Reply Score: 2

RE: Cute, but
by TomB7 on Mon 13th Feb 2006 18:22 UTC in reply to "Cute, but"
TomB7 Member since:
2006-01-03

I think there were some excellent Mozilla builds for 9, if I remember correctly. Stable and fast.

Reply Score: 1

RE[2]: Cute, but
by elmimmo on Tue 14th Feb 2006 13:25 UTC in reply to "RE: Cute, but"
elmimmo Member since:
2005-09-17

I think there were some excellent Mozilla builds for 9, if I remember correctly. Stable and fast.

Fast? Mozilla 1.2.1, the last build for OS 9 was a mandatory to have app, just because the next browser any decent at rendering web pages was Internet Explorer (which was heaven at that compared to its main competitor, Netscape 4, which should have never existed).

However, no one in their right mind would choose Mozilla over IE on their daily browsing basis. IE was fast, and considering the alternatives, quite standards compliant. Mozilla beat it on the latter, but crawled like shit compared to whatever other OS 9 app you can think of.

Reply Score: 1

RE[3]: Cute, but
by Thom_Holwerda on Tue 14th Feb 2006 16:46 UTC in reply to "RE[2]: Cute, but"
Thom_Holwerda Member since:
2005-06-29

Don't talk nonsense. I'm running Mozilla 1.3.1 on my iMac G3, and it NEVER has crashed. Page loading is more than fast enough. Only first boot is slow, as I said in the article.

Reply Score: 5

RE[4]: Cute, but
by elmimmo on Wed 15th Feb 2006 20:41 UTC in reply to "RE[3]: Cute, but"
elmimmo Member since:
2005-09-17

That must be a typo. Mozilla 1.3.1, AFAIK, did not exist (publicly at least) for Mac OS 9.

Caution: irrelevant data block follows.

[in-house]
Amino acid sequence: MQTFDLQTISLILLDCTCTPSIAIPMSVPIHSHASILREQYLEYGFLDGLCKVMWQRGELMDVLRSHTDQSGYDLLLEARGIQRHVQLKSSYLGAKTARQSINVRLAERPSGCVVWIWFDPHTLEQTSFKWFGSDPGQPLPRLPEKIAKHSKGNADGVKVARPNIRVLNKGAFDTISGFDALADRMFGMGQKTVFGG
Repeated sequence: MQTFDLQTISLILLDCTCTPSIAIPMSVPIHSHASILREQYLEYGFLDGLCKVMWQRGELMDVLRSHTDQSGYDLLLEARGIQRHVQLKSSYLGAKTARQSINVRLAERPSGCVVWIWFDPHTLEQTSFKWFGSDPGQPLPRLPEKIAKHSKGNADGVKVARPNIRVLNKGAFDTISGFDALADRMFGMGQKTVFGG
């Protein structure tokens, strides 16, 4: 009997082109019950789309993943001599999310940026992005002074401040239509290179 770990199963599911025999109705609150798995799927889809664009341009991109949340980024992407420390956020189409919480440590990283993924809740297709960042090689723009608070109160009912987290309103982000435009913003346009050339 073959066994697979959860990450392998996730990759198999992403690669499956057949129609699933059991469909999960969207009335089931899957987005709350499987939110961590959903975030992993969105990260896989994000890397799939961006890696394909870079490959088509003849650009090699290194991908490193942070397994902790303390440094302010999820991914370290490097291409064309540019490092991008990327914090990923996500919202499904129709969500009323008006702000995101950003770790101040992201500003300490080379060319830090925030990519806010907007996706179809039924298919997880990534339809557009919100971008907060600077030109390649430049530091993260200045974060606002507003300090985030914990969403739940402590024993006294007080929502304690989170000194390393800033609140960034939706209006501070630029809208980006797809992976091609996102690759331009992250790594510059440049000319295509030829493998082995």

Slow is a subjective term. However you put it, though, IE flied compared to Mozilla 1.2.1, the last build I knew for OS9, and considering the alternatives by the time, the former was a fairly good browser. If you got used to its speed, switching to Mozilla was simply unbearable (note: wether or not its rendering speed was faster than IE's did not really matter if you did not have a powerful enough machine for Mozilla, being the resource hog it was, to feel at ease, and an iMac G3 333MHz with 96 MB of RAM surely was not).

BTW, I am not sure that yours is a reply to my message. I did not state that Mozilla crashed (I could not know, since, as I said, could not stand it feeling like a resource hog and did not use it very often).

Edited 2006-02-15 20:47

Reply Score: 1

RE[5]: Cute, but
by JLF65 on Wed 15th Feb 2006 22:58 UTC in reply to "RE[4]: Cute, but"
JLF65 Member since:
2005-07-06

1.3.1 was not official - you get it from the Unofficial Mozilla for MacOS web page here:

http://www.t3.rim.or.jp/~harunaga/mozilla-macos9/

Reply Score: 1

Classic Macs
by Zoidberg on Mon 13th Feb 2006 03:51 UTC
Zoidberg
Member since:
2006-02-11

I bought a beige G3 desktop on eBay last year and upgraded it to 512MB of RAM and a G4 processor. I'm running OS 9.2.2 and it's very fast in my opinion. It has the personality card installed with all the audio/video inputs and outputs so I'm using it as an entertainment center. I can play DVD's and music but more importantly emulators for all my favorite old consoles like the NES. They are still nice little machines and I much prefer the classic Mac OS interface to the candy-a** OSX interface.

Reply Score: 1

I miss classic Mac OS
by CharAznable on Mon 13th Feb 2006 04:01 UTC
CharAznable
Member since:
2005-07-06